by Bill Hardekopf, CEO of LowCards.com
A look at the default statistics released by credit card issuers helps explain why consumers are seeing interest rate hikes and decreases in their credit limits.
Bank of America, the largest bank in the country, reported its default rate jumped to 13.8% in June from 12.5% in May. Defaults, or charge-offs, are the debts that a lender believes it will never collect.
The biggest bank in America does not expect to collect on almost 14% of its credit card loans. That is a tremendous loss and it helps explain why Bank of America is raising rates, increasing balance transfer fees, and switching from fixed to variable rates on a number of their credit cards. They can't continue to lose money on loans without increasing revenue in a number of ways.
Default rates and charge-offs are still weighing down the credit card industry, costing banks billions of dollars. The default rate is expected to grow as the unemployment rate increases.
Following the credit card industry and cardholders has almost been like watching a couple during a divorce. Both sides have been hurt by the actions of the other. Cardholders are hurt and angry by the interest rate and fee increases, and the changes made by credit card issuers. On the other side, issuers are losing billions of dollars in unpaid credit card loans that they have to charge-off. Issuers have to make changes to be profitable. Add in upcoming regulations and increasing unemployment and it may be impossible to expect a reconciliation in the near future where both parties are happy with each other.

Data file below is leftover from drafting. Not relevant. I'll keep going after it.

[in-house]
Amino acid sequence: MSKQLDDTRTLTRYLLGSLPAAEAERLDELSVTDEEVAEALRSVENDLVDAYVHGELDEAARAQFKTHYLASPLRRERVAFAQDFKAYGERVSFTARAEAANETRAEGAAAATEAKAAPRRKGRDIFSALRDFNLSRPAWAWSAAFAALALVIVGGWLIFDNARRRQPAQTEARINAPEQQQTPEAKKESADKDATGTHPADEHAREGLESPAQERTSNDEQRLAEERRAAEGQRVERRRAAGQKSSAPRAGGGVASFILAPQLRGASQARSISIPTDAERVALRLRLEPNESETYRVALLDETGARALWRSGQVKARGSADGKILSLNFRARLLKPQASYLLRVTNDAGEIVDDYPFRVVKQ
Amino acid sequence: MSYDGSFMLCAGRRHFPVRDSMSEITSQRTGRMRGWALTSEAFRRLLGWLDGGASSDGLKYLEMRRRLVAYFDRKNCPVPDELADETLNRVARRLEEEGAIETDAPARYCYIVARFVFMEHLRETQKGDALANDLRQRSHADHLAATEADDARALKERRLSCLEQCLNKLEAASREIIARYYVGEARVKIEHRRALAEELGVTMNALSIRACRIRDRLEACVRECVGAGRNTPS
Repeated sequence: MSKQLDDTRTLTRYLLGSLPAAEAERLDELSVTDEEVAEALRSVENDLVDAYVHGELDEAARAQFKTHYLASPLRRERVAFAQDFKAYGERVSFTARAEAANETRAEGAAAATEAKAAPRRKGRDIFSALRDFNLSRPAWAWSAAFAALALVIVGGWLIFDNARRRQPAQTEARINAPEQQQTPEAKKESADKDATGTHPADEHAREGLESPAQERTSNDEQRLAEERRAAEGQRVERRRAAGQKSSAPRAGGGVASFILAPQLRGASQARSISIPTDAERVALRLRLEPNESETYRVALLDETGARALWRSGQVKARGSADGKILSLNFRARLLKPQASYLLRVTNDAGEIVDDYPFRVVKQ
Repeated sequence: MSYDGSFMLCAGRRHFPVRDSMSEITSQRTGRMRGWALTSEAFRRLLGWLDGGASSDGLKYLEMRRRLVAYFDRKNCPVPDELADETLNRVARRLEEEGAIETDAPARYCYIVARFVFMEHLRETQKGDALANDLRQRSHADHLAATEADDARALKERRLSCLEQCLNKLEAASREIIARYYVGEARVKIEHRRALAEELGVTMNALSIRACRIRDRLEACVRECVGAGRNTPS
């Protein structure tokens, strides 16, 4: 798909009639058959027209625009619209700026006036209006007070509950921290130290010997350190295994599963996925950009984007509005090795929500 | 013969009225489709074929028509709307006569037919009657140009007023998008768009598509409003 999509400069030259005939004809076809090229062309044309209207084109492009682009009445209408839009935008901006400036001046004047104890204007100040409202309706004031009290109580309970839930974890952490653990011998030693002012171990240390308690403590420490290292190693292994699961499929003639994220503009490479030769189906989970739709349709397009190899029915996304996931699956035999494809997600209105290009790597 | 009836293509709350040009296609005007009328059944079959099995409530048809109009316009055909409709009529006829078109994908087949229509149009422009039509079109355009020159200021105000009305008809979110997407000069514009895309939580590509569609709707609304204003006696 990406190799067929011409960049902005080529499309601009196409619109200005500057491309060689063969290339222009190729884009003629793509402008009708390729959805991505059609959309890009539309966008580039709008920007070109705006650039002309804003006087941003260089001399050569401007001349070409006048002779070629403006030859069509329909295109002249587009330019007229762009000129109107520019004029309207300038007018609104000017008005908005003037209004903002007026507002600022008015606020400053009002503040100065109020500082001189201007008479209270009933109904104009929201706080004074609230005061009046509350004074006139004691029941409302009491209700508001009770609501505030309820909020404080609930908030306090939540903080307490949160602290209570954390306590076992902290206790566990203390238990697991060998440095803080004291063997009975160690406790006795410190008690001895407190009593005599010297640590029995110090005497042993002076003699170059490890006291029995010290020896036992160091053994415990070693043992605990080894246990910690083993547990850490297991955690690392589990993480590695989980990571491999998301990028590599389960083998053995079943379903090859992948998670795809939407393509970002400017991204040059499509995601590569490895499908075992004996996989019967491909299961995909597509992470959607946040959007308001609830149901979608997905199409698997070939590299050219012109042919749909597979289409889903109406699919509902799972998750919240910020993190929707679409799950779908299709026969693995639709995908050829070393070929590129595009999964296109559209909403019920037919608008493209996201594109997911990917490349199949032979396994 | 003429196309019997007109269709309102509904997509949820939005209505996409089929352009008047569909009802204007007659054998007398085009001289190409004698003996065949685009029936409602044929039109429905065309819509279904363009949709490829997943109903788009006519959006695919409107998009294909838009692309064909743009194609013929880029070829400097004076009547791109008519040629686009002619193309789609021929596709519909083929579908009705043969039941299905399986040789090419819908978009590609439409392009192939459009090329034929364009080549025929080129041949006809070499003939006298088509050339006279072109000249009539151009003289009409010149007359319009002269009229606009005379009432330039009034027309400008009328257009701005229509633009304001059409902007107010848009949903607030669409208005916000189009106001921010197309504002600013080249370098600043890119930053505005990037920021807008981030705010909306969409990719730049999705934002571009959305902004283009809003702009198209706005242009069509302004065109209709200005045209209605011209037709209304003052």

Last week, banks and issuers released their monthly reports that included default rates. For some issuers, default rates remained about the same. While this could be seen as a sign of stabilization, it could also be a short pause as households used tax refunds to pay down credit card balances. Here are the default rates from other major credit card issuers:
- Capital One's rate rose to 9.73% in June from 9.41% in May.
- JP Morgan Chase defaults declined to 8.04% in June from 8.36% in May.
- Discover's rate fell to 8.75% from 8.91%.
- American Express defaults fell slightly from 10.0% in May to 9.9% in June.
- Citigroup defaults remained unchanged at 10.5%
Since the unemployment rate is expected to increase, some observers fear that industry's default rate could climb above 12% by the first quarter of 2010.
Bill Hardekopf is the CEO of LowCards.com, a site that simplifies the confusion of shopping for credit cards. It is a free, independent website that helps consumers easily compare credit cards in a variety of categories such as lowest rates, rewards, rebates, balance transfers and lowest introductory rates. It also gives an unbiased ranking and review for each card. The LowCards.com Complete Credit Card Index is the most objective and comprehensive resource on the Internet which allows consumers to compare rates for all 1060 credit cards offered in this country.